Scrooge, the ultimate Victorian miser, hasn't a good word for Christmas, though his impoverished clerk Cratchit and nephew Fred are full of holiday spirit. But in the night, Scrooge is ... See full summary »
On Christmas Eve, an old miser named Ebenezer Scrooge is visited by the spirit of his former partner, Jacob Marley. The deceased partner was in his lifetime as mean and miserly as Scrooge ... See full summary »
Scrooge & Marley is a modern variation on Charles Dickens' A Christmas Carol. Recounted from a gay sensibility with heart, comedy & music, the magic of Dickens' timeless tale of a man's redemption comes alive from a fresh perspective.
Richard Knight Jr.,
In 1860, the stingy and cranky Ebenezer Scrooge that hates Christmas; loathes people and defends the decrease of the surplus of poor population runs his bank exploiting his employee Bob Cratchit and clients, giving a bitter treatment to his own nephew and acquaintances. However, in the Christmas Eve, he is visited by the doomed ghost of his former partner Jacob Marley that tells him that three spirits would visit him that night. The first one, the spirit of past Christmas, recalls his miserable youth when he lost his only love due to his greed; the spirit of the present Christmas shows him the poor situation of Bob's family and how joyful life may be; and the spirit of future Christmas shows his fate. Scrooge finds that life is good and time is too short and suddenly you are not there anymore, changing his behavior toward Christmas, Bob, his nephew and people in general. Written by
Claudio Carvalho, Rio de Janeiro, Brazil
Scrooge tells the Ghost of Christmas Past that it is 1860, but the book that the movie is based on was actually set in the year 1843. See more »
Just before The Ghost of Christmas Present and Scrooge fly through the window, you can see the wires that are connected to Albert Finney. See more »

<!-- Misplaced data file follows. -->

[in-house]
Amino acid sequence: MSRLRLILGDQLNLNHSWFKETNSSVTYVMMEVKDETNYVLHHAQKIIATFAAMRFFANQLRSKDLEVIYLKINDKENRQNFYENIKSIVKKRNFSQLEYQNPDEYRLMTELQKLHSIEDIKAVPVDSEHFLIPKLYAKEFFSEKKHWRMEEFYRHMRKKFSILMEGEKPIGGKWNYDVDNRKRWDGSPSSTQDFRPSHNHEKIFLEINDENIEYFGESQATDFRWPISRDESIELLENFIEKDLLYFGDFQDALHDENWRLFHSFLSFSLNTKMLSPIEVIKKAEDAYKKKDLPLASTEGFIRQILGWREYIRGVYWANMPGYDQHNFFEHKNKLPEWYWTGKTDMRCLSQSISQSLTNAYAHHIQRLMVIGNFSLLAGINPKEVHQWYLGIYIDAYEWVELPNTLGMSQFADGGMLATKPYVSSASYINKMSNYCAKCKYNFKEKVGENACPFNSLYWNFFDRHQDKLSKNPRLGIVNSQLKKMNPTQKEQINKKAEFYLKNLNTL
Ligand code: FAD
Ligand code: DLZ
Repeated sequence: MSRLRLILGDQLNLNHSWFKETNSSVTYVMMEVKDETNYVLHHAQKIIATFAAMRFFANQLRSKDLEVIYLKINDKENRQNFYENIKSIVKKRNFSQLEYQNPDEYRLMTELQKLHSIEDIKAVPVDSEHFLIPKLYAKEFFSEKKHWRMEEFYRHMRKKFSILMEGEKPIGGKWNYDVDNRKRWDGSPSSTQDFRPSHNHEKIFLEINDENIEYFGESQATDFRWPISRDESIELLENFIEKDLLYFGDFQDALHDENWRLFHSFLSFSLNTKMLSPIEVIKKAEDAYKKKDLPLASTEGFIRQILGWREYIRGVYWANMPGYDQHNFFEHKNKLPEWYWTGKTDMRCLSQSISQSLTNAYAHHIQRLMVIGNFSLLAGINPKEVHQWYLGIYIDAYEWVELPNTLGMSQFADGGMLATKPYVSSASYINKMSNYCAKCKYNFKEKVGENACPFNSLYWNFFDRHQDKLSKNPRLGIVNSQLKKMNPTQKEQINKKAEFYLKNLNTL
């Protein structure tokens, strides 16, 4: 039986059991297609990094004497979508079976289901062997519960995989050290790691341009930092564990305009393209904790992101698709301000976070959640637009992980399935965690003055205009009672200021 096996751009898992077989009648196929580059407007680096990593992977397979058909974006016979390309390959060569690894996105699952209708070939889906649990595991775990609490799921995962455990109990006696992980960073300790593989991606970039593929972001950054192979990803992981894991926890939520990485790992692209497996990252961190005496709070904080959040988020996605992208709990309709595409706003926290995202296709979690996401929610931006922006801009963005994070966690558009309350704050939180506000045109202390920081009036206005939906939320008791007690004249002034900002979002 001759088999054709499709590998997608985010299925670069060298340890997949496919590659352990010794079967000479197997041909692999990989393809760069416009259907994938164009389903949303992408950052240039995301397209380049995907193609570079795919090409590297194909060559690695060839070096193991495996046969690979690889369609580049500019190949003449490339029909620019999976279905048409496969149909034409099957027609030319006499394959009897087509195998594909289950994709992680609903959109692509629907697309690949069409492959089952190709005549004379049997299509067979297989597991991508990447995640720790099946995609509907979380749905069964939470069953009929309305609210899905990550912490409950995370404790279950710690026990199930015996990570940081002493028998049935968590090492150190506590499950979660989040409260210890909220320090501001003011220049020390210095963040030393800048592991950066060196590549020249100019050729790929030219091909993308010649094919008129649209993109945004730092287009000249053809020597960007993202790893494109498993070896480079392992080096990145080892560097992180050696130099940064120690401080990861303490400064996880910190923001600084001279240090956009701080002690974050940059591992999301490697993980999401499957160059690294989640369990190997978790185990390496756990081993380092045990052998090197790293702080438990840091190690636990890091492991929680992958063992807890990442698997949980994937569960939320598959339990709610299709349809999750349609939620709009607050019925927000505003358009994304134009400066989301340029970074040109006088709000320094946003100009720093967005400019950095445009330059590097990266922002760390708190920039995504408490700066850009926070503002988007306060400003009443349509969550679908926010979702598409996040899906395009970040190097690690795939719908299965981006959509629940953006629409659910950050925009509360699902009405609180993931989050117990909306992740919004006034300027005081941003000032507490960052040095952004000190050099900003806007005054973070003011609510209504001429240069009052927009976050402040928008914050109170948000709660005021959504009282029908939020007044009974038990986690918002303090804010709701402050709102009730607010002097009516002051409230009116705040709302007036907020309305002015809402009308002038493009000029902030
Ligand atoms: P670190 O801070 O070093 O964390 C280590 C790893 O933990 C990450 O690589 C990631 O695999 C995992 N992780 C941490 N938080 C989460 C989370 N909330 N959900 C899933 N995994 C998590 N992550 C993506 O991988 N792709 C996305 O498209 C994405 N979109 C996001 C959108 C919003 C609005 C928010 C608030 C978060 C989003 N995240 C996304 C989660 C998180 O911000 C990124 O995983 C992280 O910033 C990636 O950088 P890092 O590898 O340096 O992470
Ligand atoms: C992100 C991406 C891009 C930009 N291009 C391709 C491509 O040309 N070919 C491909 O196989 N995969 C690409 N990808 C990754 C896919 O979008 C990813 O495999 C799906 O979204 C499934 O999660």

And be good enough to leave me alone during business hours.
Seven o'clock on Christmas Eve? That's not business hours, that's drudgery for the sake of it, and an insult to all men of goodwill.
Thank you, Bob Cratchit.
[Scrooge slowly turns on Cratchit]
Another word from you, Cratchit, and you will celebrate Christmas by losing your position.
See more »
The phrase "Merry Christmas" appears at the end of the movie. See more »
I enjoyed the film and the songs. I especially liked " Thank You Very Much" and "Happiness", written by Leslie Bricusse. The critics panned the film but I enjoyed it and thought it was different to see a musical version of "A Christmas Carol". Unfortunately, I don't have cable TV so I can't see it anymore on TV. I saw it back in 1970 at the Radio City Music Hall plus I got a live Christmas show,too. It cost about $2.50 then! I thought Albert Finney was very good as Mr. Scrooge. Alec Guiness dis a strange performance of Marley's Ghost. The sets showing Victorian London looked very authentic. I wish they would make musicals like this rather than these silly teenage comedies.
13 of 17 people found this review helpful.
Was this review helpful to you?